Tuesday, January 18, 2011

Thirsty Locomotive Draws Crowd

September 1966
  It wasn’t too many years ago that a person would not even turn around to see a steam locomotive pulling through town. The sight of the smoke and soot-belching monsters would often draw scurrilous remarks from its choaking citizens. But what a difference a few years makes.
  Last Saturday, around 500 people crowded around the Grand Trunk & Western Railroad depot to see what may well be the last steam locomotive stopping here. Hundreds of more people lined the tracks at Avon, Dequindre, Crooks and Adams Roads to catch a glimpse of the excursion train as it chugged eastward through Rochester and then to Port Huron. In Rochester, it stopped 45 minutes to take on 3,000 gallons of water pumped by the fire department from the nearby Clinton River.
  Scores of the curious lined the Main Street bridge, causing others to stop and take a look at what all the fuss was about. Some thought that there was a railroad disaster. Police collected a few bucks writing tickets for cars illegally parked on the bridge.
  One might expect that the first train to ever come through Rochester in the 1870’s could have been late. But things apparently haven’t improved all of these years. The last steam locomotive was a half hour late. The old red stationhouse which is now used only for the Railway Express operation, probably was never busier than Saturday morning. And it will probably never see that much activity again.
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  THE HARRY SCHREIBERS at 157 Tartan, had their faith in humanity restored this week. Their 14-year-old deaf cocker spaniel disappeared Monday night of last week. Phone calls to all the police agencies and Pontiac Animal Shelter proved fruitless. They drove the roads of Avon Township and spent the weekend searching roads as far north as Imlay City, figuring that a hunter may have picked up the dog.
  On Monday morning this week, the Animal Shelter phoned the Schreibers telling them that a dog of their description had been reported by an Avon Township family. Driving to the home, it was indeed their dog. Taking in their dog was the Norman May family on Tienken Road. The bedraggled dog, full of burrs, had wandered to the home Thursday.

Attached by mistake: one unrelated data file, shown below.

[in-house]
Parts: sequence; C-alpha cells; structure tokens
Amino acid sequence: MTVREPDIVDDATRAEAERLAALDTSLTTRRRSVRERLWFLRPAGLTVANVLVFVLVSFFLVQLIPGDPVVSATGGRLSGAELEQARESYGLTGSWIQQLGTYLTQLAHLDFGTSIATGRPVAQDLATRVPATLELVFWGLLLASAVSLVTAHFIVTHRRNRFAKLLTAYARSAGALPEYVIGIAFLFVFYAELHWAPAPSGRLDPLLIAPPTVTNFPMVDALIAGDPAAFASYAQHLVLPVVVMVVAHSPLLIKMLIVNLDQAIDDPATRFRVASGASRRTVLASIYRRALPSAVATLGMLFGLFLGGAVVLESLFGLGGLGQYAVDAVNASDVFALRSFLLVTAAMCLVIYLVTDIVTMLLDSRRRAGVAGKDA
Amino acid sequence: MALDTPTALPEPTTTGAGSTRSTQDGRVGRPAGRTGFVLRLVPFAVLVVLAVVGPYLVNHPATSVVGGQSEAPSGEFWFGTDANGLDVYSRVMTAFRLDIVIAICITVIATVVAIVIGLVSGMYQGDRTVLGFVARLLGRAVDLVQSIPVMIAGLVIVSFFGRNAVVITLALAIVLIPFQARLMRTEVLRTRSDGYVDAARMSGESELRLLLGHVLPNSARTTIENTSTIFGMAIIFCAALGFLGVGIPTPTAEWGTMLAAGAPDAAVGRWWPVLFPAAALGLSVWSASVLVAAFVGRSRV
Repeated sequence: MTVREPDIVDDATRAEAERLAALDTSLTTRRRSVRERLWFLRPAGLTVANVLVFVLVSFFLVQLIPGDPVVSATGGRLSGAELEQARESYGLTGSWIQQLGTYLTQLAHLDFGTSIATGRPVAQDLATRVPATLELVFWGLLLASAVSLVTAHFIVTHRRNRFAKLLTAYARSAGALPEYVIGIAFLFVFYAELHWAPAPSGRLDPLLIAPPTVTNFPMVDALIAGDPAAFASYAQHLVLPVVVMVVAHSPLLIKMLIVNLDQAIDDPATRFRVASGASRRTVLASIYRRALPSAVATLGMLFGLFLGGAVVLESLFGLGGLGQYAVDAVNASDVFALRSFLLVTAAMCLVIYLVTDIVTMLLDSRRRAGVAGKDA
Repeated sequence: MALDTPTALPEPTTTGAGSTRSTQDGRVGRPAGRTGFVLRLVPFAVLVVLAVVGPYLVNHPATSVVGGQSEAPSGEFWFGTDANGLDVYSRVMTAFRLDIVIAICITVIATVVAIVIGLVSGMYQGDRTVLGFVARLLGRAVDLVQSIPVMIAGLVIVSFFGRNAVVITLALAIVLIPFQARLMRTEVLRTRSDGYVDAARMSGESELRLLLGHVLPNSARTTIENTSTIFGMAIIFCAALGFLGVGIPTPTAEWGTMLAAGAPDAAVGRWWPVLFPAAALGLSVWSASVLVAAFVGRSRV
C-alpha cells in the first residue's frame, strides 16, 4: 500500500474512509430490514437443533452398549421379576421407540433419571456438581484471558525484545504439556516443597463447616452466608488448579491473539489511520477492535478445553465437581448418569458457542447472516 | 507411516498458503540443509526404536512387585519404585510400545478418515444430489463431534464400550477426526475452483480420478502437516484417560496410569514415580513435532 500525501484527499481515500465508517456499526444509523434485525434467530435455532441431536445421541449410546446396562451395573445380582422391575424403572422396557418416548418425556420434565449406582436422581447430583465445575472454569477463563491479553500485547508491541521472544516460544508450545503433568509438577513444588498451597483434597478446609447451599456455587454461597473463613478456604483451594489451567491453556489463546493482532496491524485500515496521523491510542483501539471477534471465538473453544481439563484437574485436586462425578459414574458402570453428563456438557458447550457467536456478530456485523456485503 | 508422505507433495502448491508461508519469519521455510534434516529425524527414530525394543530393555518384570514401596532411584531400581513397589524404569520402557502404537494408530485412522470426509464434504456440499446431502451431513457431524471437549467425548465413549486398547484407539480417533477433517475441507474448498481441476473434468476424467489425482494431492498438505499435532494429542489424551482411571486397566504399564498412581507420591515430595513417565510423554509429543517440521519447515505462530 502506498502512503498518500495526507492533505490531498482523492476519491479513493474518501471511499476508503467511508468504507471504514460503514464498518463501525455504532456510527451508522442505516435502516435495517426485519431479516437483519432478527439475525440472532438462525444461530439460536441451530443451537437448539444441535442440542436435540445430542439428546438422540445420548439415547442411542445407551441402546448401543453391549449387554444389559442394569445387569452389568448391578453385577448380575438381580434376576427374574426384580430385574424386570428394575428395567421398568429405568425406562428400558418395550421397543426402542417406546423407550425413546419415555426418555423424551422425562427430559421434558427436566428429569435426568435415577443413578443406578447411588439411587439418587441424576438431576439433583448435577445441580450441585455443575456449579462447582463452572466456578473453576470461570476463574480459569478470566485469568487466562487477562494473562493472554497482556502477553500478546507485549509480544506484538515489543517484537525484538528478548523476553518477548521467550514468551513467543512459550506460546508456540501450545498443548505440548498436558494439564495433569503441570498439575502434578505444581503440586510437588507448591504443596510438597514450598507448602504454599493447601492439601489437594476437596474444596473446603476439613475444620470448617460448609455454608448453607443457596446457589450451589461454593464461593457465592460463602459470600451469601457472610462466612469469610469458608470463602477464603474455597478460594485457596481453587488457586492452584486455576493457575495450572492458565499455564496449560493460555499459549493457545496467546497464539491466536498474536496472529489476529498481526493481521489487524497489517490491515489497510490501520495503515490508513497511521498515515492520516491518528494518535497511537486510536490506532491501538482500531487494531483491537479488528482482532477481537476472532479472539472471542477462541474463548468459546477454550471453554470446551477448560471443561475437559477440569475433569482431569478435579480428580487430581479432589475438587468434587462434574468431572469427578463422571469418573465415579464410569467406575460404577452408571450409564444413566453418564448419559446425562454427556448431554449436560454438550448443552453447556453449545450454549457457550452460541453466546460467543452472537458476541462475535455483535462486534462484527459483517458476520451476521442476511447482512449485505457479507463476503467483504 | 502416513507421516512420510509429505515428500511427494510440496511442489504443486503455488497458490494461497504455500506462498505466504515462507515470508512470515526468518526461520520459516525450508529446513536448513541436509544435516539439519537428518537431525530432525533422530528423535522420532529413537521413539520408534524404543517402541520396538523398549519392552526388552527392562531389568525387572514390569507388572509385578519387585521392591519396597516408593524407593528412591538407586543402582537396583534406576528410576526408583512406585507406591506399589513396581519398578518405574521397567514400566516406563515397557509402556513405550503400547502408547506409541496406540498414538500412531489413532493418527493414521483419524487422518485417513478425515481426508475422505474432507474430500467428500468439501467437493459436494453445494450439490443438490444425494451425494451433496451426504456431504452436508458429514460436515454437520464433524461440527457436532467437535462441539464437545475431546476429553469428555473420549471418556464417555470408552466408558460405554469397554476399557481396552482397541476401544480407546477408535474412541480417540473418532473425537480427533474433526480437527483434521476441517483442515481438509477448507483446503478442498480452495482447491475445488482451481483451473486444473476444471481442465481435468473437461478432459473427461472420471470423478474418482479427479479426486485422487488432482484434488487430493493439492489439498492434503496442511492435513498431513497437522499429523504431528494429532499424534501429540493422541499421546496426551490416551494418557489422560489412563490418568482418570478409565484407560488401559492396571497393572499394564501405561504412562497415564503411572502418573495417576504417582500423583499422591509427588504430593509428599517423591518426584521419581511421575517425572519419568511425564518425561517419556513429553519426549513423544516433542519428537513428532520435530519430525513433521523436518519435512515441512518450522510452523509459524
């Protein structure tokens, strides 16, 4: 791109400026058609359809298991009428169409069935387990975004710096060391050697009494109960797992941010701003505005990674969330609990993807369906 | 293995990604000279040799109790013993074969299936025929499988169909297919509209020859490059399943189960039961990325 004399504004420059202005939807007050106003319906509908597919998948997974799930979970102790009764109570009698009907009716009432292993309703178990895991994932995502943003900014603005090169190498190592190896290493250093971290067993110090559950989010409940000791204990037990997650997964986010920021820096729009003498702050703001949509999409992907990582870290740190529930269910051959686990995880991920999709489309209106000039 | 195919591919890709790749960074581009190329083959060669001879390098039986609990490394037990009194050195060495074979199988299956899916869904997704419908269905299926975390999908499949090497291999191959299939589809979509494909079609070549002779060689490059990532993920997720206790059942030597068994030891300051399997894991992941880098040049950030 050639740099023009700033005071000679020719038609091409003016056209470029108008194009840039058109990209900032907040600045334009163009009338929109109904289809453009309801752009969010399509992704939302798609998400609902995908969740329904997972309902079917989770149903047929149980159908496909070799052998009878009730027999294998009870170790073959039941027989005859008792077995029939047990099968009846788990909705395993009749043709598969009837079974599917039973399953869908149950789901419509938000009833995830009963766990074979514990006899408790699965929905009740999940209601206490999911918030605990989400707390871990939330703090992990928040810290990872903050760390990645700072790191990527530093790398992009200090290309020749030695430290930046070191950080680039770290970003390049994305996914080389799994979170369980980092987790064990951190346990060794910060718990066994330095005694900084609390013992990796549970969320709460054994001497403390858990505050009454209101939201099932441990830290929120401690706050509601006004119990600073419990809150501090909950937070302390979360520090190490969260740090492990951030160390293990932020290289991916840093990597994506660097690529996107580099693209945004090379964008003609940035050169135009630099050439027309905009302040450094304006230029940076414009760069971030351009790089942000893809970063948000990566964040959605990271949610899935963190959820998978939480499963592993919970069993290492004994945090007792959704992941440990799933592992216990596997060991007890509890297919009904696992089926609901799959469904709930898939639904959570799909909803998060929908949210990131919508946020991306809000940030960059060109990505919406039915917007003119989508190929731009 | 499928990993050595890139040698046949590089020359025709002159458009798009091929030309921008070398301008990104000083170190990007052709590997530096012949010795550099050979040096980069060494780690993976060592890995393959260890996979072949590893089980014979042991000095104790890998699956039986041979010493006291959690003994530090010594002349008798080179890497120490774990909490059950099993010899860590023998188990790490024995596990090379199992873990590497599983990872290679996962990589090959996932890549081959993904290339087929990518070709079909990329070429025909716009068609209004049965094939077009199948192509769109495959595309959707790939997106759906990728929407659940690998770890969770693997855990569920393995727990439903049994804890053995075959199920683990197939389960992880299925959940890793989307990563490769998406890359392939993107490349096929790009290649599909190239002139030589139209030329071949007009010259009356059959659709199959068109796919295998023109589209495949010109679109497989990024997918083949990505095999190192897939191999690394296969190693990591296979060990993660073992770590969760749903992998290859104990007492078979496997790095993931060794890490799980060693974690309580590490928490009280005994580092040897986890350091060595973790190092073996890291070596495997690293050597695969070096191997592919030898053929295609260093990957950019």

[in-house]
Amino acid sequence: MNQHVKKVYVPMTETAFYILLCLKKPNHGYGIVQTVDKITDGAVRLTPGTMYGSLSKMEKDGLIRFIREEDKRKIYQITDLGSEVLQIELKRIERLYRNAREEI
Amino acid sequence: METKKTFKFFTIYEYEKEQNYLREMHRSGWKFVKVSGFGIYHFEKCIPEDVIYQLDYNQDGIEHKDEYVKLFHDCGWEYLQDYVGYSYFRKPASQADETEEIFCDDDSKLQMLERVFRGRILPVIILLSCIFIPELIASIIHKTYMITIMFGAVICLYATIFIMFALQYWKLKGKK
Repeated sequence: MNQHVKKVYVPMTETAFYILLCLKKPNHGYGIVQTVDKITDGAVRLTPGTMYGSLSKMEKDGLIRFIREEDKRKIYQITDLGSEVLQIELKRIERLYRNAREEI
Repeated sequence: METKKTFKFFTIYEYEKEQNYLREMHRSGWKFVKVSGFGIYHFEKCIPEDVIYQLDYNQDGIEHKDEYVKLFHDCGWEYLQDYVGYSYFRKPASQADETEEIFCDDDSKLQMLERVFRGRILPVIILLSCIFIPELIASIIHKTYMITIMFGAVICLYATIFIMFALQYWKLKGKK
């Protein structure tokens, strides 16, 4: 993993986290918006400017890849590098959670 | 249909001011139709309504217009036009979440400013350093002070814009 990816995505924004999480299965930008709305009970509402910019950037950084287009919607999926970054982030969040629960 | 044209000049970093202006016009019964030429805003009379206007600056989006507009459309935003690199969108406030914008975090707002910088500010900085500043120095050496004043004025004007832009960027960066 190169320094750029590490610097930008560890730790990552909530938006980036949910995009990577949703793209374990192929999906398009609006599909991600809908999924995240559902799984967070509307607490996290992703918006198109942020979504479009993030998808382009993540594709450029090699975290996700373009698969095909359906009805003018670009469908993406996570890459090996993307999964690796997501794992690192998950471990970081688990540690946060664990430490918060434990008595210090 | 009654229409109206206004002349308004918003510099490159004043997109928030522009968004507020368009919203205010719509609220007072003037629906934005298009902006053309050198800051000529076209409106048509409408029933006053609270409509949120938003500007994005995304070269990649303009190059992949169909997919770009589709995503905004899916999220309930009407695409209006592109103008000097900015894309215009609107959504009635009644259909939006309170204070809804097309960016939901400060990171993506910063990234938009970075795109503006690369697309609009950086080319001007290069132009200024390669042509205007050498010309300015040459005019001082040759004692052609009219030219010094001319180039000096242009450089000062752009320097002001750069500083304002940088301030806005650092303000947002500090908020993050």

“They took him in, gave him a bath, groomed him and even bought him food and some antibiotics for an open wound on his back. They are remarkable people and have restored my faith in humanity again,” Mrs. Schreiber declared with happiness Monday afternoon.
  Norm and Eleanor May, of course, are widely-known in Rochester. Norm is currently vice-president of the Board of Education.
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  THOSE WHO TOOK their young ones to the measles clinic Sunday got a good demonstration in mass psychology. Held in the cafeteria of Central Junior High, the clinic brought out 809 youngsters. At one time, the line-up wound down the hall and up the stairway. The place where the shots were administered was around a corner and out of the line of sight so that kiddies wouldn’t be able to see what lay ahead of them.

  What they couldn’t see they made up in what they could hear. Whenever a young one let out a howl as the needle came close, the sound carried around the corner and down the hallway. This brought into play the psychological effect— and the halls soon rang out in waves of cries of anticipated pain.
  But the little sting should be well worth it to the kiddies. One of the children’s doctors feels that the shots will definitely have an effect on the case load when the measles season comes around.
  And it should almost mean that the youngsters will be spending more time in school. Ah, ha… so that’s why they were crying!
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  THOUGHT FOR THE WEEK: This Thanksgiving time there is something for which we can all be thankful. If you can’t pay your debts, be thankful you are not one of your creditors.